Various artists, 3×4. A 2013 charity concert featuring reunited members of four of the most significant bands from the early 80s West Coast paisley-underground scene led to the idea for this album. It’s called 3×4 because its program features each of the four groups—the Bangles, the Dream Syndicate, the Three O’Clock, and Rain Parade—performing songs originally recorded by the other three. That may sound a little gimmicky but wait till you hear this music, which overflows with addictive hooks, great harmonies, and shimmering guitar work. Granted, I come to the album with a predisposition for the paisley-underground sound, whose influences include the Velvet Underground, psychedelic British 60s music, punk, and Elektra’s famous Nuggets anthology; but to my ears, this is one of the year’s best rock records. As such, I was happy to learn that all of these four acts are continuing to perform. Let’s hope that full CDs from each of them will follow.

Come and Stay with Me - Marianne Faithfull

Marianne Faithfull, Come and Stay with Me: The UK 45’s 1964-1969. For a few years in the mid-60s, Marianne Faithfull’s dreamy pop songs offered a bright spot on Top 40 radio, thanks largely to her fine vocal work and Andrew Long Oldham’s inspired orchestral arrangements. Another plus: consistently strong material from writers like Keith Richards and Faithfull’s then-boyfriend Mick Jagger (who coauthored “As Tears Go By” with Oldham), John D. Loudermilk (“This Little Bird”), and Jackie DeShannon (“Come and Stay with Me”).

This 22-track collection includes all those numbers; the other essentials from the earlier Marianne Faithfull’s Greatest Hits; every one of her other British A and B sides from 1964 through 1969; and the contents of a period EP that featured a French version of “What Now My Love?” and a cover of Donovan’s “The Most of What Is Least.” You’ll have to turn to A Perfect Stranger: The Island Anthology for the next phase of Faithfull’s career, which began in 1979 with the album Broken English. But the present collection does embrace the jarring Jagger/Richards/Faithfull composition that pretty much explains why a decade preceded the comeback: “Sister Morphine.”

Tea Leaf Confessions - Ynana Rose

Ynana Rose, Tea Leaf Confessions. If you forced me to pin a label on this album, I’d call it folk, but singer Ynana Rose moves effortlessly among several genres, including pop and country. Self-penned songs dominate this CD, which includes two cowrites and a faithful-to-the-original reading of Lefty Frizzell’s classic “I Want to Be With You Always.” Spiced with pedal steel, fiddle, cello, and banjo, most of the tunes are about romantic love or nature but there are a few side trips, such as “Thin White Line,” which tells of a mother who left home when the song’s protagonist was three and spent “a lifetime of running.” Another emotive highlight is “Lillian,” in which Rose describes how she finally came to see the composition’s namesake not just as her grandmother but as a full human being who’d lived a long and colorful life.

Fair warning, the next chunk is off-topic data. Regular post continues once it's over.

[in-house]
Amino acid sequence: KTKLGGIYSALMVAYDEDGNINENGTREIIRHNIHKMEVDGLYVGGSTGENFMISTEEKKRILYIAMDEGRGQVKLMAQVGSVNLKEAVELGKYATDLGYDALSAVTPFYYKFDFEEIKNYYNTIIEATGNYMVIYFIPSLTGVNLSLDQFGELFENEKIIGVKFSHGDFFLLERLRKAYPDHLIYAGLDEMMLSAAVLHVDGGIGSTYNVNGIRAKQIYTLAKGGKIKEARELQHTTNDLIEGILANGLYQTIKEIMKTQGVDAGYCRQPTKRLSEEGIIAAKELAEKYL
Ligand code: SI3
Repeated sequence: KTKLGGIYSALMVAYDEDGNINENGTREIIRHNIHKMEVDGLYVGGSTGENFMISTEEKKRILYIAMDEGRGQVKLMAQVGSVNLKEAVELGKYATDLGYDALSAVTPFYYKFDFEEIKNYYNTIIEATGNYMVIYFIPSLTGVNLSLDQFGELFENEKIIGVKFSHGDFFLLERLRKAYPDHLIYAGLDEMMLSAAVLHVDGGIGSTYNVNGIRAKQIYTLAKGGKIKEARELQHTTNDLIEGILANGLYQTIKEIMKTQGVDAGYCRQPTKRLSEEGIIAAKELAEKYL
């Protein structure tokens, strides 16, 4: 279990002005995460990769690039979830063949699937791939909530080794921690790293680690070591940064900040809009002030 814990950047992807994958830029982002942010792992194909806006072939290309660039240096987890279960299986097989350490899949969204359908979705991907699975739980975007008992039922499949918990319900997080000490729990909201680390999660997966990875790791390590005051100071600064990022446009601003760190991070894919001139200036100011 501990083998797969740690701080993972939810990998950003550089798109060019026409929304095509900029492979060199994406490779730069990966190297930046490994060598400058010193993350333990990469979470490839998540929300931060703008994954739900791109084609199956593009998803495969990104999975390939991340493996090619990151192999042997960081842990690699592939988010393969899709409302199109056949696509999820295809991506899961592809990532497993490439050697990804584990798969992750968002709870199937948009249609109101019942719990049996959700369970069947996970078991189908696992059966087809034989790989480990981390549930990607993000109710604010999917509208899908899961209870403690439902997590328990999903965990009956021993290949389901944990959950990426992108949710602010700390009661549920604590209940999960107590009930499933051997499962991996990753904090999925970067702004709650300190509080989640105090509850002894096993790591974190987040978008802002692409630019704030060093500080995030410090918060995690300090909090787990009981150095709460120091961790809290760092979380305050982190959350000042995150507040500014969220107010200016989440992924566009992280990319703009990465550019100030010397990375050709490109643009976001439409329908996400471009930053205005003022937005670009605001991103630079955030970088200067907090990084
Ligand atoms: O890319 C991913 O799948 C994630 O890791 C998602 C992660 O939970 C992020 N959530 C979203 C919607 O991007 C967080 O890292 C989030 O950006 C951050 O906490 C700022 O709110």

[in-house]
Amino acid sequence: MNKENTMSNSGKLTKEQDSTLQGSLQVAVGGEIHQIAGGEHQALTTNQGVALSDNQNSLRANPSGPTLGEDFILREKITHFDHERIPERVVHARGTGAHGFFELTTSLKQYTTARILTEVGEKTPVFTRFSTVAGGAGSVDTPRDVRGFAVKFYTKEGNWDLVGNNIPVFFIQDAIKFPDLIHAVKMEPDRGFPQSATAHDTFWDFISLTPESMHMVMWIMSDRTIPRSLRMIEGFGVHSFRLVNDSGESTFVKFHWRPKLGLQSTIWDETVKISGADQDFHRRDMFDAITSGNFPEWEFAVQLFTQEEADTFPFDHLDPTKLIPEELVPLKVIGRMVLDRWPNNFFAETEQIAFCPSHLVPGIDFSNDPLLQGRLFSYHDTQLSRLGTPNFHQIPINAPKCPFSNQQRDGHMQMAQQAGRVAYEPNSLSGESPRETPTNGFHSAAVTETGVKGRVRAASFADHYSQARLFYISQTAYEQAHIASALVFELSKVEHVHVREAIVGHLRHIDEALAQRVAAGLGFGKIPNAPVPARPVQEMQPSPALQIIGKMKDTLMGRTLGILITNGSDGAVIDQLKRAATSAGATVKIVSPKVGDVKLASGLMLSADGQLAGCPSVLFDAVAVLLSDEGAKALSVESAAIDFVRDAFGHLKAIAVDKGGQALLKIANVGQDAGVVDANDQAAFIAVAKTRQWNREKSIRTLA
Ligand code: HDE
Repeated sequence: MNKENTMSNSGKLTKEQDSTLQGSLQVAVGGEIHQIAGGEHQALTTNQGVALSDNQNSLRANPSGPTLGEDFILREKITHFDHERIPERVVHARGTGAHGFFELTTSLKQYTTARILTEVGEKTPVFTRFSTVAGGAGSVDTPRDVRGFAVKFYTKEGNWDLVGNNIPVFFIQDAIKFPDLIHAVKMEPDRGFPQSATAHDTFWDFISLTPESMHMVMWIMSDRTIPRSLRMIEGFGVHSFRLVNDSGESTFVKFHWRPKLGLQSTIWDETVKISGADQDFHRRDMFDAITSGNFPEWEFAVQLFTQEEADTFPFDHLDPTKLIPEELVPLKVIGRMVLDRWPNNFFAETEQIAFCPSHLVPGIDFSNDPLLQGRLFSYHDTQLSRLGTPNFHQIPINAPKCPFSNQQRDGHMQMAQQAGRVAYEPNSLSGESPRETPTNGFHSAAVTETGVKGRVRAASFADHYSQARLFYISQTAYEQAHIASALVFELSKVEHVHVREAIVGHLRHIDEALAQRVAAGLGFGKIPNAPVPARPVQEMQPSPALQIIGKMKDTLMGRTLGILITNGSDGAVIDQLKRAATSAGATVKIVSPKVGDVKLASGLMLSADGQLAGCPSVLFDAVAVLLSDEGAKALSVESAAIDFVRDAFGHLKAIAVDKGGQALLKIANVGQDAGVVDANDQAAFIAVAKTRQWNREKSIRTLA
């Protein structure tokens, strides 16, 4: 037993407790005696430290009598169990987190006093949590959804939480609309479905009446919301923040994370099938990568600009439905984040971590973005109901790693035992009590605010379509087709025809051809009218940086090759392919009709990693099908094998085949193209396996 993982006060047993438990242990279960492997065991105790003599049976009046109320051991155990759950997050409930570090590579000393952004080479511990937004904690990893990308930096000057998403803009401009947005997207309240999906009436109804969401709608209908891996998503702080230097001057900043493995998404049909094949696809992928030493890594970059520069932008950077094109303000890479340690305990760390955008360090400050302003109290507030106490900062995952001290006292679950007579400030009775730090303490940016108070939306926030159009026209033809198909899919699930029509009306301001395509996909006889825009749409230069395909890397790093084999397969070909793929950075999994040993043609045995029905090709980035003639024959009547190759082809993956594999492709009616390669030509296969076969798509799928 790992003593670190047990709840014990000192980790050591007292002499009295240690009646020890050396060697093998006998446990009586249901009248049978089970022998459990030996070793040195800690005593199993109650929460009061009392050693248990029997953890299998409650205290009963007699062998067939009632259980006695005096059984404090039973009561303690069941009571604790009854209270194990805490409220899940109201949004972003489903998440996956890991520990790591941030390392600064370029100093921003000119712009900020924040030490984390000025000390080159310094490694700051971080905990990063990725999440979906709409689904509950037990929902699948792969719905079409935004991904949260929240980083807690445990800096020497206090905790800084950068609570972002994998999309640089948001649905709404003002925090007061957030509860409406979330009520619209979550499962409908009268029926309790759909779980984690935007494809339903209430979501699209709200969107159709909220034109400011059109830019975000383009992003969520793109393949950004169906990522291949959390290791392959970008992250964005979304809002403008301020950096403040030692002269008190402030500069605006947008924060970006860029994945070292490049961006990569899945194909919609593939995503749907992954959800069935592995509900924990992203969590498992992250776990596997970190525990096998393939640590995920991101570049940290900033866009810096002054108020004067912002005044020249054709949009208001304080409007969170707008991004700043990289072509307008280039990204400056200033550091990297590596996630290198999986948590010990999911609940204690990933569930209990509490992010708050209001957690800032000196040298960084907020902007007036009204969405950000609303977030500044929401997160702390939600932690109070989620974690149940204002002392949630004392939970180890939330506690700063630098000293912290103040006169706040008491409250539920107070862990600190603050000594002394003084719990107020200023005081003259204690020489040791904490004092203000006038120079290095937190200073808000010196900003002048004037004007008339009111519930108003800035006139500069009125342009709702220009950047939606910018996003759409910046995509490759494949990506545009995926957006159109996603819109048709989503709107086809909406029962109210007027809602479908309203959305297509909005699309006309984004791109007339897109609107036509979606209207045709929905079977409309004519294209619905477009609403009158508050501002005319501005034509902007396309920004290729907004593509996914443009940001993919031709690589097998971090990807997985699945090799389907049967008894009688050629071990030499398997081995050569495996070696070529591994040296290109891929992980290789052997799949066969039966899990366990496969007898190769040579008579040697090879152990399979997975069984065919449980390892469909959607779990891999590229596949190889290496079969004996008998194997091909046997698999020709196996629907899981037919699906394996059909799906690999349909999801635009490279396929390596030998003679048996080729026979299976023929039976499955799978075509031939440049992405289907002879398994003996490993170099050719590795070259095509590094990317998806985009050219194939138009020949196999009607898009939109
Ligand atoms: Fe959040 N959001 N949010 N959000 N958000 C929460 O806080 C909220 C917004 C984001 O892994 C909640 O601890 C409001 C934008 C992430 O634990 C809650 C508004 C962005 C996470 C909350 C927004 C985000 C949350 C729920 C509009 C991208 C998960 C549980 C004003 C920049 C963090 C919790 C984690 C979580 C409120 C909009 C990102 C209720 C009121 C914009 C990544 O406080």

Unplugged Rehearsals - Bob Dylan

Bob Dylan, The Unplugged Rehearsals. As the title promises, this hour-long album delivers tapes from the rehearsal that preceded Bob Dylan’s excellent 1994 MTV Unplugged gig. The program includes six selections that didn’t make it into the show or its 1995 companion CD: “Don’t Think Twice, It’s All Right,” “Everything Is Broken,” “Hazel,” “Love Minus Zero/No Limit,” and two takes of “I Want You.”

Also featured are five numbers that did appear in Unplugged, albeit sometimes in quite different versions: “Desolation Row,” “Dignity,” “The Times They Are A-Changin’,” “Tombstone Blues,” and “With God on Our Side.” You may be tempted to throw in the towel after the opening track, a poorly preserved and largely instrumental version of “I Want You” that buries what little there is of Dylan’s vocal in the mix. But don’t. Granted, these recordings are not generally on a par with the MTV Unplugged album, either musically or in terms of production values. But they include some fascinating experiments, at least several of which pay major dividends. Witness, for example, the sprightly guitar jam on “Don’t Think Twice,” which sounds like something out of Nashville Skyline.